“Systemic failures point in one direction: They point to the leader.”

And in previewing DeSantis’ speech, Andrew Pollack said on Twitter, “Accountability is coming.” Pollack’s daughter, Meadow, was also slain in the attack.

Both Pollack and Petty were on hand Friday as DeSantis announced the move. They joined several other family members of Parkland victims who spoke at the news conference in support of DeSantis’ decision.

“Sorry the Governor was a little late,” Pollack said, referencing a delay in DeSantis’ arrival caused by a malfunction of his plane on the flight down to Broward.

“But we’ve been waiting nine months for this day.”

Max Schachter, who lost his son, Alex, in the shooting, spoke out in favor of the selection of Tony to head BSO.

“I know that Gregory Tony’s vast active shooter experience and knowledge will enable him to make the necessary changes so that Broward Sheriff’s Office is the shining example of law enforcement that all citizens want and believe they can be.”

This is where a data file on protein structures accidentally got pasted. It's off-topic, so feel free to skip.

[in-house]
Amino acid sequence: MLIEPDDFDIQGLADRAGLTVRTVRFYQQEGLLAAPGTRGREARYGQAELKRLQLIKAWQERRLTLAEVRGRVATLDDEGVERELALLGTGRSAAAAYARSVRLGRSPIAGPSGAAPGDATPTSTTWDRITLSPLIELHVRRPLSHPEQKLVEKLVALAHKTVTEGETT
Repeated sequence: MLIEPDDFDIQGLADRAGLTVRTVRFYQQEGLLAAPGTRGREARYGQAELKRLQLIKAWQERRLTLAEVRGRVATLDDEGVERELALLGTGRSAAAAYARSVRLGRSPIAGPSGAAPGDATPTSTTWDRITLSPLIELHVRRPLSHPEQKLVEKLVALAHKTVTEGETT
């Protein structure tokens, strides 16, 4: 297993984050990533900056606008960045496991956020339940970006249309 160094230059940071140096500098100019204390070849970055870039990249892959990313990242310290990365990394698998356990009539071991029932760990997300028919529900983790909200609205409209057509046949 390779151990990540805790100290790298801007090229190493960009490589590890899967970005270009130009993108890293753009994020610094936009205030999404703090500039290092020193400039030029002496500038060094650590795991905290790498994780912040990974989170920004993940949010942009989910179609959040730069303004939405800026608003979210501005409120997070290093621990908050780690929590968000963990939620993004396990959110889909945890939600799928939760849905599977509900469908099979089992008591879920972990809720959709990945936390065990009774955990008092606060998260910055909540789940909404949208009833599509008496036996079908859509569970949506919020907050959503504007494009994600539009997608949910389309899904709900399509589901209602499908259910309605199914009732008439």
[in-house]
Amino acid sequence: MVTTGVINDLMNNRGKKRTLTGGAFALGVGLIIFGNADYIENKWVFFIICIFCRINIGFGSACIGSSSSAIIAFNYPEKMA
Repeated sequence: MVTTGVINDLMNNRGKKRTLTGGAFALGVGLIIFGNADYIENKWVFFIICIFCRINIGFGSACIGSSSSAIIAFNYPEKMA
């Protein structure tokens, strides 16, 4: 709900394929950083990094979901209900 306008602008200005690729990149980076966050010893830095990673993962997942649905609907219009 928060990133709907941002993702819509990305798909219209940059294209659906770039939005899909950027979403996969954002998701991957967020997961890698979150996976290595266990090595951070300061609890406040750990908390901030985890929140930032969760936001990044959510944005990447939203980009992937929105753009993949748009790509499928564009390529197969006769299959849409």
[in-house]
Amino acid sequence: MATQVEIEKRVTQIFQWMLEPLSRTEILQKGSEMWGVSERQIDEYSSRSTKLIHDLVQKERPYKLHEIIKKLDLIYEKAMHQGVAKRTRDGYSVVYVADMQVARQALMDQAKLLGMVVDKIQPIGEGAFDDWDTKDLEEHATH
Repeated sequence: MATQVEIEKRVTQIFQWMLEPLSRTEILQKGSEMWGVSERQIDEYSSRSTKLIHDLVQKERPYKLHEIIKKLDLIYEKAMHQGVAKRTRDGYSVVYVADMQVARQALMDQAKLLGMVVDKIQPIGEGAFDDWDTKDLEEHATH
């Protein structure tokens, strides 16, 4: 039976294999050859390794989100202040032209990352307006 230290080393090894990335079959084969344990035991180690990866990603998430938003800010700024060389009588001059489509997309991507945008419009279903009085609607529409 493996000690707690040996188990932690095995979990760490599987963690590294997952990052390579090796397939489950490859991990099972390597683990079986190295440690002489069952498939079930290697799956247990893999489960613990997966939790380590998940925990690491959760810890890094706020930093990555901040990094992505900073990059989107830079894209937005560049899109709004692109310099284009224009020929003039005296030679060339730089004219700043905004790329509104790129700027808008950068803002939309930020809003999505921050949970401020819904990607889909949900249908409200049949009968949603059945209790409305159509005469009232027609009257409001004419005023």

“Sheriff Tony: I love the way that sounds,” added Ryan Petty, whose daughter, Alaina, was killed.

Shortly after the suspension was announced U.S. Rep. Matt Gaetz, one of DeSantis’ most outspoken allies during his gubernatorial campaign, praised Israel’s suspension as well as the suspension of Okaloosa Schools Superintendent Mary Beth Jackson, which was announced earlier Friday.

“Today Governor DeSantis sent a clear message: politicians of either party who endanger children will be suspended pending removal,” he said. “Sheriff Israel went on television praising his own leadership as parents eulogized their children.

“An independent investigator found the Broward Sheriff’s Office inadequately trained and incompetent or untruthful. Following the physical abuse of a special needs child, a grand jury found Mary Beth Jackson failed to fulfill her obligation to keep children safe.

“Governor DeSantis promised a new era of accountability, and he is delivering with bold action.”

Attorney General Ashley Moody also released a statement backing the move by DeSantis: “There is ample support in the Marjory Stoneman Douglas High School Public Safety Commission Report to remove Sheriff Scott Israel.

“It is time for new leadership to implement the Commission’s recommendations and I fully support Governor DeSantis’s decision to suspend Sheriff Israel.”